On the eve of deportations to concentration camps in 1943 and 1944, German Jews who had immigrated to Amsterdam made their way to an apartment near a three-way intersection.
Wearing the mandatory yellow stars under Nazi occupation, more than 400 people had their portraits made by Annemie Wolff, who had emigrated from Germany and whose husband, Max Wolff, a Jew, committed suicide after Germany took control of the Netherlands.
For decades, Wolff’s wartime photos remained privately held.
It wasn’t until Simon Kool, a photographic historian, contacted the granddaughter of Wolff’s former neighbor that a register and hundreds of photographs were unearthed dating from that time.
“And then they found rolls of film … in which there are all kinds of portraits,” Rabbi Peter Haas told about 80 people gathered for the Jewish Genealogy Society of Cleveland’s monthly meeting Jan. 12 at Park Synagogue East in Pepper Pike. “And they realize that the register is a register of portraits that she took of German Jewish refugees during this period.”
Anthropologist An Huitzing and her daughter, historian Tamara Becker, have traced the stories behind at least 300 of the faces.
Three of them – Vera Schlamm, Marga Schlamm and Meta Schlamm – were close relatives of Haas.
Huitzing wrote Haas in 2014 asking if he recognized a photo of Vera Schlamm, who was his aunt. And since then, Huitzing and Haas have connected, with Huitzing showing Haas the building in downtown Amsterdam where his father served as a bicycle mechanic, and the buildings in which his parents lived.
“So An Huitzing did a remarkable job of tracking down these families, finding descendants, showing them the pictures and getting people identified and in filling in the background of the story,” Haas said.
Haas, the Abba Hillel Silver professor emeritus of Jewish studies at Case Western Reserve University in Cleveland, presented a brief biography of Wolff as well as stories of some of those photographed in Becker and Huitzing’s book, “Op de foto in oorlogstijd, Studio Wolff 1943,” which was published in Dutch in 2017. It has not been translated to English. The title translates to “On the Photo in Wartime.”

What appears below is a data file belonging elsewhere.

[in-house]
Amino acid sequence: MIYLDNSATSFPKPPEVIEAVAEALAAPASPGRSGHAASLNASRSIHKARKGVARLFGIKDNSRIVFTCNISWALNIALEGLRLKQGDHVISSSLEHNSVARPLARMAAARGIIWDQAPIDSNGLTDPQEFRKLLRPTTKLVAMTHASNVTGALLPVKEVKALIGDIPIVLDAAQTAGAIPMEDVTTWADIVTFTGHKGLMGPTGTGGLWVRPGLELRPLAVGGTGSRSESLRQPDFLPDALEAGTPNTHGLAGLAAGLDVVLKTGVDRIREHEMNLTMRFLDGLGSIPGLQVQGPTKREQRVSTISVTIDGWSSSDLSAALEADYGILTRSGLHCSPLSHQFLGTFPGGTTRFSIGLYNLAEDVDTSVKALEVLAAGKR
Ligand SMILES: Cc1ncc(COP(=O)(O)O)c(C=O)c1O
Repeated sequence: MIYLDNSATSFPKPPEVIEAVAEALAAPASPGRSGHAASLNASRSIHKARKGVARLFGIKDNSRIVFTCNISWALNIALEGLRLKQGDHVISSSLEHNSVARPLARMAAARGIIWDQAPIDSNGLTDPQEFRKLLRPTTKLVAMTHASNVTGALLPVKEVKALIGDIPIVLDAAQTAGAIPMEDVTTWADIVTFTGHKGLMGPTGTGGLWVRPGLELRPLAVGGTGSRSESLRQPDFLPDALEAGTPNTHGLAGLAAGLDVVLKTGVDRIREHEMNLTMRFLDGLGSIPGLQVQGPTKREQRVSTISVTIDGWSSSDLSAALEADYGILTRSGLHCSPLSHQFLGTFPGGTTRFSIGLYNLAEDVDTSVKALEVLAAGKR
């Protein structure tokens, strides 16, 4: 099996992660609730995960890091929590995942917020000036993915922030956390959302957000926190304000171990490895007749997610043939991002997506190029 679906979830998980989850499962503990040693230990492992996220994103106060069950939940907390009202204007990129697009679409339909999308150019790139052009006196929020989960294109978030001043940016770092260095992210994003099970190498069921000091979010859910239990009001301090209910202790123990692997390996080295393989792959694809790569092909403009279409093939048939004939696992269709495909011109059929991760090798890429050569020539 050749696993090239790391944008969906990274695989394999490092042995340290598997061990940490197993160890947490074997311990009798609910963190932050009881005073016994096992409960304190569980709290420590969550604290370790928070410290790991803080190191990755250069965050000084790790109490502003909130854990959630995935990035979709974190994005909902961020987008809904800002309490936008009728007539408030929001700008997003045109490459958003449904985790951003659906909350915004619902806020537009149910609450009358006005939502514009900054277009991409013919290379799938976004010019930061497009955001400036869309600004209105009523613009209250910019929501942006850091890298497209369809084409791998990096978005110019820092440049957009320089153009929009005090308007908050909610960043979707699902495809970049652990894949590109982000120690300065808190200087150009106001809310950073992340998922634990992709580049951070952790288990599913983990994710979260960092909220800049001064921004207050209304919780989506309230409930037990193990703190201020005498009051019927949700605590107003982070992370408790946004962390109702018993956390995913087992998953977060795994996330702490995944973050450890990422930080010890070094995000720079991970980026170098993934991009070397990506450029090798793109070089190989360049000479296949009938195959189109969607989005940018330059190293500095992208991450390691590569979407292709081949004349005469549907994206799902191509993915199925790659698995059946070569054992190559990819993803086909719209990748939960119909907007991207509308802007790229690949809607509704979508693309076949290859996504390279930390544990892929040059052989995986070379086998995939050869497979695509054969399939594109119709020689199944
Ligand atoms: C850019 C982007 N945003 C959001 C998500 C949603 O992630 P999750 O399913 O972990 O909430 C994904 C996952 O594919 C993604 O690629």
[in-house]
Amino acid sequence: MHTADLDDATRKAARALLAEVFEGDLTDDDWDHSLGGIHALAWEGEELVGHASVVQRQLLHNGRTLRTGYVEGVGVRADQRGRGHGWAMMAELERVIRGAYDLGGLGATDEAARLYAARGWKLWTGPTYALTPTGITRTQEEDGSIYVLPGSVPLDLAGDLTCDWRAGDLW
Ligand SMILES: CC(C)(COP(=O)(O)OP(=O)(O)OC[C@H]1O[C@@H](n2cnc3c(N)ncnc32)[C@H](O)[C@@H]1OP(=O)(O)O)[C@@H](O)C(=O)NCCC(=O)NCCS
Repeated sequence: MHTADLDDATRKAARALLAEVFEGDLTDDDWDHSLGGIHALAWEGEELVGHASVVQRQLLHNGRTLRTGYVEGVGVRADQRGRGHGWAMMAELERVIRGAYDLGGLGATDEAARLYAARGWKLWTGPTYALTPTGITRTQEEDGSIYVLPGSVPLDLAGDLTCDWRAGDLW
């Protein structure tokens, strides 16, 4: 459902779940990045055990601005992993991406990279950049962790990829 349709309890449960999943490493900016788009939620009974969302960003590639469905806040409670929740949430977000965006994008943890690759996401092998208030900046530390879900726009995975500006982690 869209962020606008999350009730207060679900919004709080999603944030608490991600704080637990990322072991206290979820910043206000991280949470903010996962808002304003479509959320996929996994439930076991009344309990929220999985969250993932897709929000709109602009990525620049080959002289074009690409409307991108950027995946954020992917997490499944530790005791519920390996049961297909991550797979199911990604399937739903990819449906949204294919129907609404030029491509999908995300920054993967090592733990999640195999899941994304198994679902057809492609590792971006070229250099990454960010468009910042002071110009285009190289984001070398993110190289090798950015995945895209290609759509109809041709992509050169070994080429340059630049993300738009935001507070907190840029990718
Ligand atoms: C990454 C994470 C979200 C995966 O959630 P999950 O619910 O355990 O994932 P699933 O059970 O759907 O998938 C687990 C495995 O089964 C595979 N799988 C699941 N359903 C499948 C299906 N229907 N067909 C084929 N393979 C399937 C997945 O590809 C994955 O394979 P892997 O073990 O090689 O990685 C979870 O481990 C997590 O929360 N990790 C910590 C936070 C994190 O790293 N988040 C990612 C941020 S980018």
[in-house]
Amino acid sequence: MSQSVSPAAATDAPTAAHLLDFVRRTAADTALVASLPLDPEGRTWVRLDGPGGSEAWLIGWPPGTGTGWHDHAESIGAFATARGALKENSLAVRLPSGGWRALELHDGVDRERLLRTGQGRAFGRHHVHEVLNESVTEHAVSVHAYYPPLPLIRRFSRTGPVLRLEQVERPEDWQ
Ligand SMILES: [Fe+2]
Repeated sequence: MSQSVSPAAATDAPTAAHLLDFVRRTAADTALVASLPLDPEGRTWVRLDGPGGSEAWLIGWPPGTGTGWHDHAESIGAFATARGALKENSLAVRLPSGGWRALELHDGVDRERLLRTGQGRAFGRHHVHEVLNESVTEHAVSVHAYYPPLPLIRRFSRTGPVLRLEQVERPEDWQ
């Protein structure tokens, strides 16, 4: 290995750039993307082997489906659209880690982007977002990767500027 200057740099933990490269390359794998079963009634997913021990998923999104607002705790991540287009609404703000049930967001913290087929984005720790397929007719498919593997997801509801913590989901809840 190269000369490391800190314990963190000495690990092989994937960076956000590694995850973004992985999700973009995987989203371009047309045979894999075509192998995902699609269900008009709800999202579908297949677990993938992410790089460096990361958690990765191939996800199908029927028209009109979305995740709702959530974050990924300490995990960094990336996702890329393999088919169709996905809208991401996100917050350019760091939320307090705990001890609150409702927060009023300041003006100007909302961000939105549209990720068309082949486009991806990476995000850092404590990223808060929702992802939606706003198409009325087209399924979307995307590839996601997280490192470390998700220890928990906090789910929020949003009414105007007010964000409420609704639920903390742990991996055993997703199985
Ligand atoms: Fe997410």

Each chapter, Haas said, contains the register Wolff kept for that roll of film, photos and stories of the victims and survivors.
Huitzing and Becker saw to the placing of placards in the Riverbuurt neighborhood with the portraits of Jews and their names, similar to the stolpersteins, or stumbling stones, of Germany, which mark the homes of Jews prior to the Holocaust.
In addition, an exhibit at the National Holocaust Museum in Amsterdam displays photographs of those whose stories are still unknown. Those who recognize the photos are asked to contact Huitzing.
Haas’ father, Eric Haas, emigrated from Germany to Amsterdam in 1935. There he met Marga Schlamm, another German refugee, at a wedding and the two married in July 1942 in the Hollandsche Schouwburg theater, the only place Jews could legally marry in Amsterdam at the time.
And shortly afterward, Haas believes, his mother sat for her portrait in Wolff’s studio.
Several photos were taken, including glamour shots where her wedding ring figures prominently and where she wore a shawl, possibly borrowed from the photographer.
Haas’ father, mother, aunt and mother’s parents stayed together despite their deportation to Bergen Belsen.
They were traded for German prisoners of war in the only such trade that took place from that German concentration camp, spending the rest of the war in a French displaced persons camp in Algiers.
Haas was born in Detroit and grew up in San Antonio. He graduated from the University of Michigan in Ann Arbor and received ordination from Hebrew Union College – Jewish Institute of Religion in Cincinnati. He lives in Shaker Heights.